Stem cell transplantation is the only curative therapy for several malignant and non‐malignant diseases. However, its efficacy critically depends on the quality and quantity of the hematopoietic stem cells (HSCs) present in the graft. This article reports a novel finding that mesenchymal stromal cells primed with nitric oxide secrete microvesicles that are enriched in mRNAs encoding HSC‐supportive genes. Results of this study show that HSCs briefly contacted with these primed vesicles possess significantly improved engraftment ability. Application of these vesicles as HSC‐priming agents would significantly improve the efficacy of clinical transplants. These data could have implications in other stem cell‐based therapies as well.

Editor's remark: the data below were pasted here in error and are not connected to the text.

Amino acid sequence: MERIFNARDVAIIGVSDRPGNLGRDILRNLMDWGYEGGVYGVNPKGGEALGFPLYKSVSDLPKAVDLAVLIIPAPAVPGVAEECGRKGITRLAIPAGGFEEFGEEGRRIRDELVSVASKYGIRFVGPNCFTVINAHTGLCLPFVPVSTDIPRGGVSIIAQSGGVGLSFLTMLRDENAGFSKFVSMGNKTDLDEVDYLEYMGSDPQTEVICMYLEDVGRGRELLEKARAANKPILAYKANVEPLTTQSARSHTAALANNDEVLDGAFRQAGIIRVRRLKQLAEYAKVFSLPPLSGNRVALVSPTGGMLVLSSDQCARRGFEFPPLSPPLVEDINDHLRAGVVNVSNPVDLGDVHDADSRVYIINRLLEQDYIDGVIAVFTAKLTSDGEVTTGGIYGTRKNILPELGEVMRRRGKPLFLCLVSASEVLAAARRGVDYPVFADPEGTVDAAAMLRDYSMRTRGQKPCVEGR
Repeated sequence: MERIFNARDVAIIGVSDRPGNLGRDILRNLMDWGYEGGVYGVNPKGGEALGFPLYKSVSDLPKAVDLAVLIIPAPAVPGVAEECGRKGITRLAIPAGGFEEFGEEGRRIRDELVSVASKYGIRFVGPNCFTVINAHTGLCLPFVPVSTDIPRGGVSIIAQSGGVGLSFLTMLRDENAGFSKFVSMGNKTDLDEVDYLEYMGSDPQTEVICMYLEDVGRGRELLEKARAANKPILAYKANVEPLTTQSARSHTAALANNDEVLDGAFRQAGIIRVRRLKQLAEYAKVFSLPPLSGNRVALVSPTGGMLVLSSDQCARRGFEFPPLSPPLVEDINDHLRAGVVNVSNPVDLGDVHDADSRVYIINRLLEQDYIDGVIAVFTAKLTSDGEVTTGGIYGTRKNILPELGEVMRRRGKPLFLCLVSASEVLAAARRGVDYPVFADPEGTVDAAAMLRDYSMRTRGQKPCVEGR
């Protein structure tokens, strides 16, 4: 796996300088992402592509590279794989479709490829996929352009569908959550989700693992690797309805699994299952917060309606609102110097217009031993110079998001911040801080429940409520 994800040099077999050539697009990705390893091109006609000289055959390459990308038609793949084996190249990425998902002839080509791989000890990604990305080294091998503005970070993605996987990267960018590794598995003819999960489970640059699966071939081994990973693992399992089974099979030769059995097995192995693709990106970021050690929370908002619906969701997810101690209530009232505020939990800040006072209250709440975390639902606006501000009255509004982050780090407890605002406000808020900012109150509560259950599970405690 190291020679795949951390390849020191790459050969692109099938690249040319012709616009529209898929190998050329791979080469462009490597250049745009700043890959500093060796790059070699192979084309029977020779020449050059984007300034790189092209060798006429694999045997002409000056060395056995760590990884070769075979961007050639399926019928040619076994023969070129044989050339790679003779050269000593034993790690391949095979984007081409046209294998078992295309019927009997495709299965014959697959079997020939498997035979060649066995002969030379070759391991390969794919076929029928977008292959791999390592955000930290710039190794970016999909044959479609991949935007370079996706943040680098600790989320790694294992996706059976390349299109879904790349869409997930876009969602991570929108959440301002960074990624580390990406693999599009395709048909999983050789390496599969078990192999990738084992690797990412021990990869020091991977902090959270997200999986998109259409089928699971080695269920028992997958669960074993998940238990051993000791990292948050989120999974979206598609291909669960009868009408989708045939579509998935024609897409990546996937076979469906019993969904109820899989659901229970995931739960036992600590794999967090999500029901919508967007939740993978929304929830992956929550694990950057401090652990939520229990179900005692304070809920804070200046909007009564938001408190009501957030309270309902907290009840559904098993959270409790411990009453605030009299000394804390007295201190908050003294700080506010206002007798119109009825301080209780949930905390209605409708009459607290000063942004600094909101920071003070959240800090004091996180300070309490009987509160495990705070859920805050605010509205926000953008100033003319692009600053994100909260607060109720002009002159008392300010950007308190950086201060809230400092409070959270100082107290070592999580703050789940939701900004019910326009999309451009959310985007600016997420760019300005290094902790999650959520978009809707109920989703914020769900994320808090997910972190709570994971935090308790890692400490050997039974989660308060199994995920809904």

Chronic inflammation and dry eye are two risk factors that impair the success rate of limbal stem cell transplantation. This study found that, compared with an IL‐1β‐ or TNF‐α‐induced inflammatory environment, sodium chloride‐induced hyperosmotic stress caused persistent impairment of corneal epithelial stem/progenitor cells by inducing more severe cell apoptosis, necrosis, and G2/M arrest of cell cycle and caused more serious epithelial wound healing delay. These findings provide the cellular basis for the strict control of inflammation and dry eye before clinical limbal stem cell transplantation, and the effective control of hyperosmotic stress by dry eye is crucial.
Researchers show how the inhibition of a DNA repair mediator may represent an exciting means to potentiate chemotherapy in colorectal cancer patients